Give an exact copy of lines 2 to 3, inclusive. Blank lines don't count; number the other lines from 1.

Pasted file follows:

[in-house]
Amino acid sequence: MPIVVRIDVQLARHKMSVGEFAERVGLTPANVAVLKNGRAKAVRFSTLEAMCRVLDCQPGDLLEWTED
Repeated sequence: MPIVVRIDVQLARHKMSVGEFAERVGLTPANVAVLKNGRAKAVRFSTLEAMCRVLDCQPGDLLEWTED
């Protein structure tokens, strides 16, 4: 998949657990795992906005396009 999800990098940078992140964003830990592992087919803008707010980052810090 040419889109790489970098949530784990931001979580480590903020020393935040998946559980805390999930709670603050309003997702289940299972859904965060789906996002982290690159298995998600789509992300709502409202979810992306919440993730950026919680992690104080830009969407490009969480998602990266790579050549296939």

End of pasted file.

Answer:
Amino acid sequence: MPIVVRIDVQLARHKMSVGEFAERVGLTPANVAVLKNGRAKAVRFSTLEAMCRVLDCQPGDLLEWTED
Repeated sequence: MPIVVRIDVQLARHKMSVGEFAERVGLTPANVAVLKNGRAKAVRFSTLEAMCRVLDCQPGDLLEWTED